I and the other two passengers were loaded and ready to go by 7pm, but we weren't going to leave until more passengers showed up. After another half dozen passengers arrived, the bus started to pull out of the station, only to stop and back right back to where it had started. The driver apparently wanted to create the impression we were leaving, so reluctant passengers would rush to get on. The driver contined this ruse for the next two hours, and each time we surged forward, a few more passengers would trickle on. The adjacent bus was doing the same thing, and it became a battle to see who could get the most passengers. It wasn't until 9:30, 2 1/2 hours after I had boarded and when the bus was at capacity, that we finally left for real.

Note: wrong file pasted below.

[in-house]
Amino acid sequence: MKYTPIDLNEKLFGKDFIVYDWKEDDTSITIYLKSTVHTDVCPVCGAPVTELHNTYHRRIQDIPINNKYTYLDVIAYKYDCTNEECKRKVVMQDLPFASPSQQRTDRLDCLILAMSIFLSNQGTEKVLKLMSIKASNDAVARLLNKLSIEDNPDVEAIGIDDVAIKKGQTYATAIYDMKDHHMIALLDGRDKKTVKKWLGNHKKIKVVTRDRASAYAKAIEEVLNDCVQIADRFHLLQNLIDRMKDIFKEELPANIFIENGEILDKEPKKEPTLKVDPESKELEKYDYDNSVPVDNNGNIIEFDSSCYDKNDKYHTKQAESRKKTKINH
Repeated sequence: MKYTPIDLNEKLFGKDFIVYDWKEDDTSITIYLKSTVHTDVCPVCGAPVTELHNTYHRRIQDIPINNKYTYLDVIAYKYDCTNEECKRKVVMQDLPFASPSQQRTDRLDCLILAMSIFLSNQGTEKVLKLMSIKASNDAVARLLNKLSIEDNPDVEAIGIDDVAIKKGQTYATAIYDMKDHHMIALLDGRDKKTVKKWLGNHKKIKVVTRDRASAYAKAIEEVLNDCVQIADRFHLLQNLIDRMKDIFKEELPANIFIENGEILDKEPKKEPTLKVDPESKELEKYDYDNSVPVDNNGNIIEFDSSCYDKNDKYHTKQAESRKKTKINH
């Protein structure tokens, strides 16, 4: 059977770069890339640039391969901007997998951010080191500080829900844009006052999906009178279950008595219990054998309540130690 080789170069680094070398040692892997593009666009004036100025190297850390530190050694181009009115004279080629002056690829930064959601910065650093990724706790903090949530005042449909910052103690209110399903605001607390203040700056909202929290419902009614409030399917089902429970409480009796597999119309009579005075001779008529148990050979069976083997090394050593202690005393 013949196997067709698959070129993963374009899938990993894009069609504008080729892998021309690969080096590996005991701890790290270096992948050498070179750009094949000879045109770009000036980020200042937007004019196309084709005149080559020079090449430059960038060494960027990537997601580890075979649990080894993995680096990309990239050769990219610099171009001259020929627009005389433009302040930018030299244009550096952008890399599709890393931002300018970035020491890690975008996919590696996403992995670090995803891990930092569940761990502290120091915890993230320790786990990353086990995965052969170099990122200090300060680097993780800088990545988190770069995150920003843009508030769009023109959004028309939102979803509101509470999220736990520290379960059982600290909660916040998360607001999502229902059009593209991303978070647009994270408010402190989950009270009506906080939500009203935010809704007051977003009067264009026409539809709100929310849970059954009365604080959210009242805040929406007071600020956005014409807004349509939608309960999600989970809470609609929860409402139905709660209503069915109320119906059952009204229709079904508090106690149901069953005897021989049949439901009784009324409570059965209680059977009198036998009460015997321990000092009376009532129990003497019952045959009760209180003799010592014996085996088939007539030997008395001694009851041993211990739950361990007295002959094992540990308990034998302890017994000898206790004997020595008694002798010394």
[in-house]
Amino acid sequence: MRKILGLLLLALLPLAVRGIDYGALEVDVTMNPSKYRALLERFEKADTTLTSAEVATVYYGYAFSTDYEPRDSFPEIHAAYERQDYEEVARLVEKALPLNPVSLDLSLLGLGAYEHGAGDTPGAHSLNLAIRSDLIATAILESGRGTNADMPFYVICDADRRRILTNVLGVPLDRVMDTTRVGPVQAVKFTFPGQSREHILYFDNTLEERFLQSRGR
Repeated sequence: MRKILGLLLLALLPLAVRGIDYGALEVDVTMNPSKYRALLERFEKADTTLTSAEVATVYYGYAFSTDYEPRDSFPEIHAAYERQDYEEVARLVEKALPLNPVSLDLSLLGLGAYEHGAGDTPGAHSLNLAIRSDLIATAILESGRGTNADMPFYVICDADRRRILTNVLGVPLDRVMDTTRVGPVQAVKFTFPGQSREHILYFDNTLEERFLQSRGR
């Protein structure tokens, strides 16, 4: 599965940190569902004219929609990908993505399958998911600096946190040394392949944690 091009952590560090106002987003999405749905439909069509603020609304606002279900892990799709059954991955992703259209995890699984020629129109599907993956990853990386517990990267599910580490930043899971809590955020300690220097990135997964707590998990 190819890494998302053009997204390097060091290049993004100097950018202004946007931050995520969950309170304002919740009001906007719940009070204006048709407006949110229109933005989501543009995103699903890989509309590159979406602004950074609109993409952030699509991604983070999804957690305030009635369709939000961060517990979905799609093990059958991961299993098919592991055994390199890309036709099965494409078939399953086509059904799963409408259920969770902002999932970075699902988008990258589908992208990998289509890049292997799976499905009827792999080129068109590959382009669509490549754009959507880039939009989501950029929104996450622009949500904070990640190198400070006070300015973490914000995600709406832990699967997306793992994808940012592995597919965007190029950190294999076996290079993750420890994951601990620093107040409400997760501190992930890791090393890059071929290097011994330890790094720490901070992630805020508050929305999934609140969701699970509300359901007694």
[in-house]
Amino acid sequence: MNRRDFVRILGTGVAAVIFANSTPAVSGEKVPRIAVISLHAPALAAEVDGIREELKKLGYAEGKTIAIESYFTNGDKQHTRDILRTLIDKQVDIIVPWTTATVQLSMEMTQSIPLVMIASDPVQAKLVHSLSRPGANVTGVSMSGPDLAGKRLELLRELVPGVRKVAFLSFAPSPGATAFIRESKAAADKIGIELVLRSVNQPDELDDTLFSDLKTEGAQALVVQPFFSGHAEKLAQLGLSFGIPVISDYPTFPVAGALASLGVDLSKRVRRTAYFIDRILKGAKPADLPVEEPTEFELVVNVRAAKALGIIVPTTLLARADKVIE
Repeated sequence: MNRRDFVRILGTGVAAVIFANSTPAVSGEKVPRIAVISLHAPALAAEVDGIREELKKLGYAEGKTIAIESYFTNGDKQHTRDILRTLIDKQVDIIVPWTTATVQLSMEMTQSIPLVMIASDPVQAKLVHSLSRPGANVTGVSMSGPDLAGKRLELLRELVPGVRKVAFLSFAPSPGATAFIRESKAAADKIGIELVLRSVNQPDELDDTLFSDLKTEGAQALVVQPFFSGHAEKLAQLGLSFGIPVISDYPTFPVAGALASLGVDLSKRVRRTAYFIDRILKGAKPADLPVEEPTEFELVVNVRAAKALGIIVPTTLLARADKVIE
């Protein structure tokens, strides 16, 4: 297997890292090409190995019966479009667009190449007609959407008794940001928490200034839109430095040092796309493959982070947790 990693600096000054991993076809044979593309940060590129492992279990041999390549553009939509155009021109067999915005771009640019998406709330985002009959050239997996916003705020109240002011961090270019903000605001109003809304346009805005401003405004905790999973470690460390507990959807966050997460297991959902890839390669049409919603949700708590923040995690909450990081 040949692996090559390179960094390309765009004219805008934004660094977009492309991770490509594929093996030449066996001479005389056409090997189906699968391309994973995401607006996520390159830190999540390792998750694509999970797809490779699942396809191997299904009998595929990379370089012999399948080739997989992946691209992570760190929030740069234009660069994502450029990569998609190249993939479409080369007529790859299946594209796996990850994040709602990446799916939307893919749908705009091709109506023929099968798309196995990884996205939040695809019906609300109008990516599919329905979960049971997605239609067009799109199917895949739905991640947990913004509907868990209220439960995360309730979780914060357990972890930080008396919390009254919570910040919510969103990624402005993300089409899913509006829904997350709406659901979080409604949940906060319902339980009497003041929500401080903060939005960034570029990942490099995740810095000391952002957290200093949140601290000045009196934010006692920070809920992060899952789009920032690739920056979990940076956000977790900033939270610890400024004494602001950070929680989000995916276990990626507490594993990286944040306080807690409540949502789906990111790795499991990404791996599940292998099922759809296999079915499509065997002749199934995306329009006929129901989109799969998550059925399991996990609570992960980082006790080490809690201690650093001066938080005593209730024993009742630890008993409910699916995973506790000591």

I arrived in Huancayo at 6am, and the moment I stepped off the bus, it was immediately apparent that I was in the mountains - the crisp, clean, and icy cold air was a great relief after choking on diesel fumes in Lima. Gone were the monstrous high rises and freeways of the city, replaced by mud brick houses and dirt roads. Gone too was my relative anonymity which I enjoyed in the big city - suddenly I was back to being a rolling freak show.

The Peruvian